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  • Earl McConnell, Jr. Carrying the Torch

    Mike Lawson | March 27, 2009

    In 1966, band director Earl McConnell, Sr. joined the faculty of East Fairmont High School in West Virginia. Known for his uncompromising principles, stern direction, and dry sense of humor, McConnell took the East Fairmont High School band in a new direction. Ten years later, his son, Earl McConnell, Jr., joined his father at the helm as assistant director, eventually going on to take over the program. What began as a mission and a dream of Earl McConnell, Sr. became a family affair and a lasting legacy for his son and the Busy Bee Band & the Honeybees of East Fairmont High School. Using the lessons learned and inspiration from his father as a springboard, Earl Jr. paved his own path as a band director by bringing new technology, along with continued success to his music program.

    In a recent SBO interview, Earl Jr. discusses carrying on his father's legacy and traditions, while bringing the program into the 21st century.

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  • Report: Macy’s Thanksgiving Day Parade’s Great American Marching Band

    Mike Lawson | January 19, 2009

     

     

    This past November, Macy's Great American Marching Band, a select 250-member ensemble comprised of high school students from all 50 States and Washington D.C., featured prominently in the Macy's Thanksgiving Day Parade for the third consecutive year. This ensemble is the result of a collaborative effort by Macy's and music tour company Music Festivals.

    'In 2006, Macy's was celebrating the 80th anniversary of the Thanksgiving Day Parade," says Wesley Whatley, creative manager at Macy's Parade & Entertainment Group and manager of the Great American Marching Band. 'We were doing this in a variety of ways: bringing in celebrities and bringing famous characters back that had been with us for years. For the band program, we really wanted to figure out something special. Back in the '70s and'80s, McDonalds had an All-star band that used to march in our parades, but that went away maybe 15 or 20 years ago when McDonalds decided to no longer produce it. So for the 80th anniversary, we thought we'd bring back this idea of an All-star band that would represent the entire country. At that time, we met up with Dennis [Rhoads, president of Music Festivals], and he was eager to jump on board and put it together from a production standpoint. So we all put our heads together and came up with the Macy's Great American Marching Band."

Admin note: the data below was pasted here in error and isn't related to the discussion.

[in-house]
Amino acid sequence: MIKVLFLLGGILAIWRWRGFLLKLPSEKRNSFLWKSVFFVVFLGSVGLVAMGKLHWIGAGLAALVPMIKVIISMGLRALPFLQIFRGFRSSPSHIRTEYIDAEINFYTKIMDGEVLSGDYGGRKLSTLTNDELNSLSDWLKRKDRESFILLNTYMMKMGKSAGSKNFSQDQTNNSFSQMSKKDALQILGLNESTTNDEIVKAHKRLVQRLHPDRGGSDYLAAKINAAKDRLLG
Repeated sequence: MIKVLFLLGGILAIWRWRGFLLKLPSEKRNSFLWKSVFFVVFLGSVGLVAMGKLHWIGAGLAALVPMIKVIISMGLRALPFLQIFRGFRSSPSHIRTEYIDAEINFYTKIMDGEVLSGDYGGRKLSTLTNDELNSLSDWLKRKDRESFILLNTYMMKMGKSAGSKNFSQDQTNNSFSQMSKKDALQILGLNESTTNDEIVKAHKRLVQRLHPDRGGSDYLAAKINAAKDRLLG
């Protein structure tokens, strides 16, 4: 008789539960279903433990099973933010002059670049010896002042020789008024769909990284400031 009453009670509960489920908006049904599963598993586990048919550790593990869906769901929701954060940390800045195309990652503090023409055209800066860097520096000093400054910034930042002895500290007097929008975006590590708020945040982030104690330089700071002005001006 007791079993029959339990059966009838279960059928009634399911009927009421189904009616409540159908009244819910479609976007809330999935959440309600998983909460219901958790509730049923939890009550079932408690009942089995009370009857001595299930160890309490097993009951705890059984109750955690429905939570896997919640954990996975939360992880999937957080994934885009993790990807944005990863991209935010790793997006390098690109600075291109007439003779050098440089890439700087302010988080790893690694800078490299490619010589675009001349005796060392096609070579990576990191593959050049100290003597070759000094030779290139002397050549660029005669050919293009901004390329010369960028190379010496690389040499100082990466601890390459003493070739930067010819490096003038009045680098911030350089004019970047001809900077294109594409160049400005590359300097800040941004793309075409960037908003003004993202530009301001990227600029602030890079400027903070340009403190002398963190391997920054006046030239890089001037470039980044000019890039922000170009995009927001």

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  • Forging Tradition: USC’s Dr. Arthur Bartner

    Mike Lawson | August 7, 2008

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  • Uniforms & Footwear: Looking the Part

    Mike Lawson | May 23, 2007

    Smart uniforms create an image of unity, teamwork, creativity, and flair - all qualities that will reflect positively on a band program or school. However, apparel and footwear acquisition and maintenance can be a time-consuming headache for band directors.

    In a recent survey of SBO readership, we asked about uniforms -where and how often new apparel was purchased, preferences in materials, and other thoughts on the subject. Along with tips for maintaining upkeep and a few comments on current styles, we repeatedly received one key piece of advice: band directors have enough on their plate without worrying about every last shoelace and hemline, so don't hesitate to enlist parents, boosters, or others for help with purchasing and maintaining performance apparel.